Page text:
'We are all Zapatistas.' Subcomandante Marcos This book began in 1994, when Zapatista Subcomandante Marcos replied to a 10-year-old girl from Mexico City who had sent him a drawing. The ensuing collection of related tales about the warrior-beetle, narrated by his pipe-smoking, black-ski-masked human squire is an extraordinary account for the general reader of current global political struggle. Marcos created a humorous fictitious character, Don Durito, a beetle with Quixotic fantasies which regards Marcos as his Sancho Panza. In this book, Marcos creates a new political genre, so-called "postdata": ironical commentaries which he affixes to his formal communiques or declarations. In one of them he even offers to perform a striptease for government negotiators. 'We are the product of 500 years of struggle!They [Mexican government] don't care that we have nothing, absolutely nothing, not even a roof over our heads; no land, no work, no health care, no food, no education! nor is there peace nor justice for ourselves and our children. But today, we say ENOUGH IS ENOUGH!' First EZLN declaration of war, December 31st 1993 The Zapatistas are not Marxist, Rightists, or Anarchists.
They seek not to replace one infrastructure of power with another, thus rejecting the normal goal of an armed struggle. They are armed but do not use violence as a tool to expand their aims. Although a localized rebellion, the Zapatistas are unified in a worldwide struggle that transcends the mainstream media's limited perspective through eloquent dictations distributed globally via the Internet. With a fresh perspective and tactics that have never been seen in relation to an armed insurrection, the EZLN (Zapatista National Liberation Army) has changed the definition of what revolution means. From the marginalized confines of the poorest region in Mexico, a new concept of revolutionary change with a new solution to societies woes is currently being proposed.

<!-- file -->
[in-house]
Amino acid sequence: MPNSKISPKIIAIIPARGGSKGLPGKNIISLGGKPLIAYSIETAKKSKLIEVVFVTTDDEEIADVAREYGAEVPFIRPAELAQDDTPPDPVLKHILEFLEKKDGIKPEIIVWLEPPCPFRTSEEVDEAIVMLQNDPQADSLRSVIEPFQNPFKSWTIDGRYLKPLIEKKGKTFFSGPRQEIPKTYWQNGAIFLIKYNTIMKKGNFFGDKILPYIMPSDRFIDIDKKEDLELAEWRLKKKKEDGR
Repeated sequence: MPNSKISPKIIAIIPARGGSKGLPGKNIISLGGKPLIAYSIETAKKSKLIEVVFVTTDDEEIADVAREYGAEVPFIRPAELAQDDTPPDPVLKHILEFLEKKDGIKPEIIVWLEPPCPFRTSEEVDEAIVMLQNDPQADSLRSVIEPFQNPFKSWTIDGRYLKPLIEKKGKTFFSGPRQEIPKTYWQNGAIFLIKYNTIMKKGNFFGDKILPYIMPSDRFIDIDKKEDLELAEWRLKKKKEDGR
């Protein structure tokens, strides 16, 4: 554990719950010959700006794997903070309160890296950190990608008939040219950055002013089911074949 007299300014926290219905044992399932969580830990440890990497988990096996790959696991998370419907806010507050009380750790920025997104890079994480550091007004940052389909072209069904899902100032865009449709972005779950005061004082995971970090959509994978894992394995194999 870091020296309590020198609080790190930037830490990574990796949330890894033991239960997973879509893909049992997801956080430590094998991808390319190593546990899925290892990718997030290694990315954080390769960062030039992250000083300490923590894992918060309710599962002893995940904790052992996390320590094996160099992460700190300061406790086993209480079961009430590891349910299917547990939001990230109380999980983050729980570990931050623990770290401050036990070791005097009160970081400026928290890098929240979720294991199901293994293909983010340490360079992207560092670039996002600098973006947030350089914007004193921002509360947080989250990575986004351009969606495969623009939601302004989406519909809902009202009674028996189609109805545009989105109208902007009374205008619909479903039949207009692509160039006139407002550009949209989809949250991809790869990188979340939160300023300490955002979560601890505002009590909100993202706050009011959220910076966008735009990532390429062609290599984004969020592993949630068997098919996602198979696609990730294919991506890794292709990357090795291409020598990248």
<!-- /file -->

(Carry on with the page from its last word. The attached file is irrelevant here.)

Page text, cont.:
"'We are all Zapatistas' Subcomandante Marcos"
Acknowledgements; Introduction; The Story of Durito and Neoliberalism; Durito II: Neoliberalism seen from La Lacandona; The Cave of Desire; Durito Names Marcos His Squire; Durito III: The Story of Neoliberalism and the Labor Movement; On Bullfighting, Detente and Rock; Durito IV: Neoliberalism and the Party-State System; Durito V: Durito in Mexico City; Durito's Return; Durito, Chibo the Killer Tarantula, and the Plebiscite; The Story of the Little Mouse and the Little Cat; Of Trees, Transgressors, and Odontology; The Story of the Hot Foot and the Cold Foot; On Love; The Story of Dreams; The Story of the Bay Horse; Durito to Conquer Europe; To Lady Civil Society; The Riddle; Durito on Cartoonists; Durito IX: Neoliberalism, History as a Tale... Badly Told